The amplification and/or the location of the sensor can then be varied mathematically in such a way that the measurement signals M1F and M2F are located on the first and second straight measuring lines G1 and G2, respectively. In this way "actual" measurement values M1T and M2T are obtained. In this operation, a correction value d for ascertaining a location error (d=xF - xT) and a correction value for ascertaining an amplification error K (K=M1T -M1F =M2T -M2F) can be ascertained.
Regarding ascertaining the two straight measuring lines G1 and G2, the following can be noted: In a first option, they can be ascertained by means of true-location and correct sensors if the first or second calibrating transmitter is turned on. In a second option, these straight measuring lines G1, G2 can be measured at a different time with a calibrated measuring array and with a variable-location sensor. Finally, in a third option, these straight lines G1 and G2 may be predetermined by values found by trial and error and for instance obtained with a different system of the same type. The first option, which is preferred herein, accordingly involves the pickup of the first straight measuring line by means of the first calibrating transmitter and the pickup of the second straight measuring line G2 by means of the second calibrating transmitter. The second calibrating sensor G2 is disposed at a different point from the first calibrating transmitter G1, specifically on the other side of the presumptively incorrectly measuring and/or incorrectly positioned sensor (at the location xF).
The following discussion will address the mathematical ascertainment of the correction variables d and K in somewhat more detail. These variables are of significance for the later high-precision leak location determination.
The first straight line G1 can be described as follows:
Correspondingly, the second straight line G2 can be described as follows:
The results of the measurement by means of the first and second transmitters are the values M1F and M2F. The value xF is known. Thus the following equation applies for the true or actual sensor location xT :
xT =xF -d
Since logarithmic values are predominantly used, it is also true that
M1T =M1F +K and M2T =M2F +K
From these equations, two equations can be formed with the unknowns d and K. The latter variables d and K can be determined from these two equations. Thus the true location xT and the true amplification MT of the sensor can then be determined.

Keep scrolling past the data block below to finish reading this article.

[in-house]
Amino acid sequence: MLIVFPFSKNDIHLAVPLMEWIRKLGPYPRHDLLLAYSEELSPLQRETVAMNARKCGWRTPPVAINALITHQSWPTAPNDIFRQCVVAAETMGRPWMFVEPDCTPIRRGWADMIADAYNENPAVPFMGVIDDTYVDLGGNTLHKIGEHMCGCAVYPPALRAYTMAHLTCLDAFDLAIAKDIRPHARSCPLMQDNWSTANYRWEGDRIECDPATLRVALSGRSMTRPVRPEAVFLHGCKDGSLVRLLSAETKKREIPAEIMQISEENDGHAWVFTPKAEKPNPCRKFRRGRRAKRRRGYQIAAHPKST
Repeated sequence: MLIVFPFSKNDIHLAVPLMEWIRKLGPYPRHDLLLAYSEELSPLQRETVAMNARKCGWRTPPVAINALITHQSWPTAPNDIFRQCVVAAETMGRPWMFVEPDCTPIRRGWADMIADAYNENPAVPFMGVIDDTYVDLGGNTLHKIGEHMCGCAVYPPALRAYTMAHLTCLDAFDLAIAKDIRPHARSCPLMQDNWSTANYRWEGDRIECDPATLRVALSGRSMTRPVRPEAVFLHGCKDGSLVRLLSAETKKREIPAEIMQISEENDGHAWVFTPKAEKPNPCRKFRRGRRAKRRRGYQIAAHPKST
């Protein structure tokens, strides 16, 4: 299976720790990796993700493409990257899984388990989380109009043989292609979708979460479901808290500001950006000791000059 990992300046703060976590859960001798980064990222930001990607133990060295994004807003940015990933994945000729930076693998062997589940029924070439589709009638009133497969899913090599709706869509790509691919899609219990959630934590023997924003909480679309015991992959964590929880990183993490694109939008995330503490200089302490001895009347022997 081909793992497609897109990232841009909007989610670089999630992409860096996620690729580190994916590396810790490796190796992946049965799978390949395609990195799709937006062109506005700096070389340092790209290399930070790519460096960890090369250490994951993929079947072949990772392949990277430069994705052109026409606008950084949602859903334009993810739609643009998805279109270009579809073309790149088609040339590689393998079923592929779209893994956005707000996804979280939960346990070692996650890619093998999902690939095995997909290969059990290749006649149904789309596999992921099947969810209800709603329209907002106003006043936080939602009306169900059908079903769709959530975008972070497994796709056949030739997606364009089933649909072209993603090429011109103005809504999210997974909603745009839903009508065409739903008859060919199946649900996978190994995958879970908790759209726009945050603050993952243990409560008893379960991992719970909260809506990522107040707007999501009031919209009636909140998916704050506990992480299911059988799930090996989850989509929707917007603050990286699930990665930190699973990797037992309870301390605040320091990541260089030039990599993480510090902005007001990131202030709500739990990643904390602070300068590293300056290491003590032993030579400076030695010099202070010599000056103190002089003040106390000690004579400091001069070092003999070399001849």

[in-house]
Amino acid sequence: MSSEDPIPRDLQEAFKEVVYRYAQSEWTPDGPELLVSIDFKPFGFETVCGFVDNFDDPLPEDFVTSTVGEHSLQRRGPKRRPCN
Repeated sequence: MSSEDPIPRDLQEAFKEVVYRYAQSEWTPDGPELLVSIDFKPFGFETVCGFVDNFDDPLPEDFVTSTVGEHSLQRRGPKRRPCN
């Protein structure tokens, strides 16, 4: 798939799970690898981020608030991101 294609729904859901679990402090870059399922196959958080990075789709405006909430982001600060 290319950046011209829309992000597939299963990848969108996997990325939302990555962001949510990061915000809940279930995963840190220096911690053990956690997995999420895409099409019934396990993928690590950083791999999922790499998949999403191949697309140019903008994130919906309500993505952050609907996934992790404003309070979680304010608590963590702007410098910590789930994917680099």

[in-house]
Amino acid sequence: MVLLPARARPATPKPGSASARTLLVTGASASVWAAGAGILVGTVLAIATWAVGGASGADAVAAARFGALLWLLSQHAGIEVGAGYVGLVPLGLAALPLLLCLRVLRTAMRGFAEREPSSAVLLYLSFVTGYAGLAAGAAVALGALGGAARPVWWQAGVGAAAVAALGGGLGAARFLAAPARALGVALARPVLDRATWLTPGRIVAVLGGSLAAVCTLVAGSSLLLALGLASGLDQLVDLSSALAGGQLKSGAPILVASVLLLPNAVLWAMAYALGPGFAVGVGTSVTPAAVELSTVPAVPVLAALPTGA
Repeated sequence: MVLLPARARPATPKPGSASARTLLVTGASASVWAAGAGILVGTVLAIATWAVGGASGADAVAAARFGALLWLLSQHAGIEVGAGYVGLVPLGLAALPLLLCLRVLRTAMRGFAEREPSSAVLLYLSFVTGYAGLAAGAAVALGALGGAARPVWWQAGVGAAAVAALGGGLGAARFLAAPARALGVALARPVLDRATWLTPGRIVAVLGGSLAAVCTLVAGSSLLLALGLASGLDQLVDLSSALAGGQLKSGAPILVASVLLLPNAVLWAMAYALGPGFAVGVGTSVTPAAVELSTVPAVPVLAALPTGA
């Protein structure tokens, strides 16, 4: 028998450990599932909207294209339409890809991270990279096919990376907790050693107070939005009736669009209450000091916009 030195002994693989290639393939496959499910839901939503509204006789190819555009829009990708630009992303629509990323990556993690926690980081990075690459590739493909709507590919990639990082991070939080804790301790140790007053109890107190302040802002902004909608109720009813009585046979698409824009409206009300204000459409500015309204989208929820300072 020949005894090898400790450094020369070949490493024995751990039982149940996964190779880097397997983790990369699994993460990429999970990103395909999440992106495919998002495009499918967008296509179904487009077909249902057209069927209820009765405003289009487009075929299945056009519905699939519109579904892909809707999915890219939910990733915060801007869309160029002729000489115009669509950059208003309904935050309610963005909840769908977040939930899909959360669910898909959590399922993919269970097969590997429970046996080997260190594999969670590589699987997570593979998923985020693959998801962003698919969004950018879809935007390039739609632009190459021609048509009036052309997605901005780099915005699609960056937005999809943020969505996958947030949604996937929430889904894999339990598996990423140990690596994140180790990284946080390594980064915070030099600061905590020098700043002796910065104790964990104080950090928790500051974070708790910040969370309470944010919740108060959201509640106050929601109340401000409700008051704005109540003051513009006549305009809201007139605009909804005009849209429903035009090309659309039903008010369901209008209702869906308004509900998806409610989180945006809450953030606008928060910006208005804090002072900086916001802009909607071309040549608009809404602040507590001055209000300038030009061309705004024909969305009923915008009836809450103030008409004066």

Once this calibration has been carried out, the correction values d and K can be used in the ensuing location process. In the location determination, a subtraction of the correction value d takes place in each case in accordance with the equation
xT =xF -d,
and in the level determination, an addition of the correction value K is performed in each case in accordance with the equation
MT =MF (xF)+K.
The correction values d and K for all of the sensors can be stored in memory in the form of a table in a computer. However, the values K may also lead to a correction in the amplifier setting for the individual amplifiers of the associated sensors.
FIG. 2 contains the principal measurement arrangement according to the invention. The drawing shows a measuring segment MS of an affected component C (e.g. pipe, valve, etc., herein simply drawn as straight pipe). A number of ultrasound pickups UP are disposed along the measuring segment MS and are fixly and permanently mounted at the affected component C. The output signals of the ultrasound pickups UP are lead to amplifiers A, which are connected to electrical components EV, the latter forming an effective value which will be processed within a data processing system DPS. The components EV forming the effective value may be stand alone components or may be parts of the data processing system DPS. The latter has electrical means MC for calibrating an individual ultrasound pickup, e.g. UP-S, factor and its location coordinate.
An ultrasound transmitter CT will be permanently or temporarily coupled onto the measuring segment of the affected component positioned on one side of the selected ultrasound pickup UP-S under calibration and a second transmitter CT on the other side of this selected ultrasound pickup UP-S under calibration. It is also possible to use one and only one transmitter CT or CT' subsequently at these two positions just mentioned. The transmitter will be supplied by an electrical noise generator NG and may be formed as stand alone component. Alternately, the noise generator NG and the transmitter CT, CT' may be remote controlled by the data processing system DPS.
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|US6725705 *||May 15, 2003||Apr 27, 2004||Gas Technology Institute||Enhanced acoustic detection of gas leaks in underground gas pipelines|
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|U.S. Classification||73/40.50A, 73/1.83|
|International Classification||G01N29/26, G01M3/24, G01N29/04, B65D90/50, G21C17/017, F17D5/06|
|Feb 6, 1995||AS||Assignment|
Owner name: SIEMENS AKTIENGESELLSCHAFT, GERMANY
Free format text: ASSIGNMENT OF ASSIGNORS INTEREST;ASSIGNORS:KUNZE, ULRICH;KNOBLACH, WALTER;SCHULZE, GUENTHER;REEL/FRAME:007339/0364;SIGNING DATES FROM 19930901 TO 19930920
|Sep 18, 1998||FPAY||Fee payment|
Year of fee payment: 4
|Nov 13, 2002||REMI||Maintenance fee reminder mailed|
|Apr 25, 2003||LAPS||Lapse for failure to pay maintenance fees|
|Jun 24, 2003||FP||Expired due to failure to pay maintenance fee|
Effective date: 20030425